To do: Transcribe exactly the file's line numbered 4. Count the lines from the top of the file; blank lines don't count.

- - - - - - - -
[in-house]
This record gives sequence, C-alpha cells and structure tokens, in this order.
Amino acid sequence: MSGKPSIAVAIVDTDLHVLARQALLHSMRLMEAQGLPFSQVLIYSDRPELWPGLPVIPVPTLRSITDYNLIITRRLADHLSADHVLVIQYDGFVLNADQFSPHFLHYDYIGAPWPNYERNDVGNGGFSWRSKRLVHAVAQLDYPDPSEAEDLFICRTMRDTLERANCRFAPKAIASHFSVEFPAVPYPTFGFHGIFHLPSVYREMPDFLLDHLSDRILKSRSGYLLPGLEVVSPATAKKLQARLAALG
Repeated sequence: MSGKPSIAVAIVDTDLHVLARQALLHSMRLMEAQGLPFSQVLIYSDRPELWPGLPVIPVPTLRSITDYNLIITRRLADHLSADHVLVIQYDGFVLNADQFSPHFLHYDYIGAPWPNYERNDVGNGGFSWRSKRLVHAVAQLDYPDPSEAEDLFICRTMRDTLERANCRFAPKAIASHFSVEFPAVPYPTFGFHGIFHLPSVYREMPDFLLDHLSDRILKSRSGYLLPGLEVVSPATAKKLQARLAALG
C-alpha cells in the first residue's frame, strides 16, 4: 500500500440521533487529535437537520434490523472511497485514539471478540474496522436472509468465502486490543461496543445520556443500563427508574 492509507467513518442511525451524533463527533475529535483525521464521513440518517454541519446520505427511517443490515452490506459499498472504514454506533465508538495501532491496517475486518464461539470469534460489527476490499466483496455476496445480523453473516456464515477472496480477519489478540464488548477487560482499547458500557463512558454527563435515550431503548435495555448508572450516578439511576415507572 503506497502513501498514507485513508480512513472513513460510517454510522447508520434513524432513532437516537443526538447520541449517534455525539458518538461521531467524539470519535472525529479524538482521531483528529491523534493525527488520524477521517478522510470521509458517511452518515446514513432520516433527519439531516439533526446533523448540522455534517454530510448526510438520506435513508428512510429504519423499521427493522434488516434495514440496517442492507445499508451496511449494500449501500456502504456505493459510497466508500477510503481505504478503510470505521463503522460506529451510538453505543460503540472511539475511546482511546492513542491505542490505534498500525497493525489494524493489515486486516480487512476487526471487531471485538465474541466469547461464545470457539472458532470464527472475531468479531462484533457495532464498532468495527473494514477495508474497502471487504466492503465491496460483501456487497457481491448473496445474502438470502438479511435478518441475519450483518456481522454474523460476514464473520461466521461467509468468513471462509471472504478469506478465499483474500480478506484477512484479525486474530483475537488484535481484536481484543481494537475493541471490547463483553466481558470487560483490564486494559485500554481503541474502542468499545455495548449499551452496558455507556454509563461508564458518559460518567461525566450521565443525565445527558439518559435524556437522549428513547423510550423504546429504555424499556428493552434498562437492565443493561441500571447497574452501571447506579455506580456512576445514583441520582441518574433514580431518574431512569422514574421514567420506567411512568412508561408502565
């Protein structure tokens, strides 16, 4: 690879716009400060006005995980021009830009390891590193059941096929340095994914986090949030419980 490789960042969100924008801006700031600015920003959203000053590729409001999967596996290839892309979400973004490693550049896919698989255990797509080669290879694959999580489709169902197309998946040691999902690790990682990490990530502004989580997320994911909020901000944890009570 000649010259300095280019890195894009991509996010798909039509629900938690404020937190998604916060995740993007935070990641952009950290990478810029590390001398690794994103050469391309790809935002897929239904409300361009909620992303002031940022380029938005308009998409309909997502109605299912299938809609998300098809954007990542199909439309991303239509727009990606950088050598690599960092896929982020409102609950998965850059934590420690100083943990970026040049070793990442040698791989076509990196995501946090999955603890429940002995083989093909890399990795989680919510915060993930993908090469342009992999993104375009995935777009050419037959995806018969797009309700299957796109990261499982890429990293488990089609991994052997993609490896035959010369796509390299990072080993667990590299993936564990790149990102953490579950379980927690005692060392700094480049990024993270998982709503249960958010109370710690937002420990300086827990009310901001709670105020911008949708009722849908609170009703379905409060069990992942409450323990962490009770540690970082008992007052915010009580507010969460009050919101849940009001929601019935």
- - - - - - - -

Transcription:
Repeated sequence: MSGKPSIAVAIVDTDLHVLARQALLHSMRLMEAQGLPFSQVLIYSDRPELWPGLPVIPVPTLRSITDYNLIITRRLADHLSADHVLVIQYDGFVLNADQFSPHFLHYDYIGAPWPNYERNDVGNGGFSWRSKRLVHAVAQLDYPDPSEAEDLFICRTMRDTLERANCRFAPKAIASHFSVEFPAVPYPTFGFHGIFHLPSVYREMPDFLLDHLSDRILKSRSGYLLPGLEVVSPATAKKLQARLAALG